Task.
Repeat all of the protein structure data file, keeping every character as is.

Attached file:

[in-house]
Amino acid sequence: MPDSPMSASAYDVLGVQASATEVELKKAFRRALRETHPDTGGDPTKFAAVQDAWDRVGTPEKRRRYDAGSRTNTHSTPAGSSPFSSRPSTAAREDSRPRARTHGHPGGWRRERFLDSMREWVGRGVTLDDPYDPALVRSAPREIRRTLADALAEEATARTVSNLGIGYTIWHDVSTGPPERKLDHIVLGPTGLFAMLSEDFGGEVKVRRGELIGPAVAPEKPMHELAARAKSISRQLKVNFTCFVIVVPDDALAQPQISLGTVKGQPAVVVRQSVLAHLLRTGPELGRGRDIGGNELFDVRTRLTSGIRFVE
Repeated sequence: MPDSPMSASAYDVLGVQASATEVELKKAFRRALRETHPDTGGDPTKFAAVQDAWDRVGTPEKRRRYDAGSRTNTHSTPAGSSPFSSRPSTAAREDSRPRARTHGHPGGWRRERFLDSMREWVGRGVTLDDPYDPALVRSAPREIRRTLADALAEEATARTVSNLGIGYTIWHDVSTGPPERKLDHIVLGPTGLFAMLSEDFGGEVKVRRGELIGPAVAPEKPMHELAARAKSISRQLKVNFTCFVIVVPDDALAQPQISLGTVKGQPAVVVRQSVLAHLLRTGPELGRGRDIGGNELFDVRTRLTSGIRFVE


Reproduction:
[in-house]
Amino acid sequence: MPDSPMSASAYDVLGVQASATEVELKKAFRRALRETHPDTGGDPTKFAAVQDAWDRVGTPEKRRRYDAGSRTNTHSTPAGSSPFSSRPSTAAREDSRPRARTHGHPGGWRRERFLDSMREWVGRGVTLDDPYDPALVRSAPREIRRTLADALAEEATARTVSNLGIGYTIWHDVSTGPPERKLDHIVLGPTGLFAMLSEDFGGEVKVRRGELIGPAVAPEKPMHELAARAKSISRQLKVNFTCFVIVVPDDALAQPQISLGTVKGQPAVVVRQSVLAHLLRTGPELGRGRDIGGNELFDVRTRLTSGIRFVE
Repeated sequence: MPDSPMSASAYDVLGVQASATEVELKKAFRRALRETHPDTGGDPTKFAAVQDAWDRVGTPEKRRRYDAGSRTNTHSTPAGSSPFSSRPSTAAREDSRPRARTHGHPGGWRRERFLDSMREWVGRGVTLDDPYDPALVRSAPREIRRTLADALAEEATARTVSNLGIGYTIWHDVSTGPPERKLDHIVLGPTGLFAMLSEDFGGEVKVRRGELIGPAVAPEKPMHELAARAKSISRQLKVNFTCFVIVVPDDALAQPQISLGTVKGQPAVVVRQSVLAHLLRTGPELGRGRDIGGNELFDVRTRLTSGIRFVE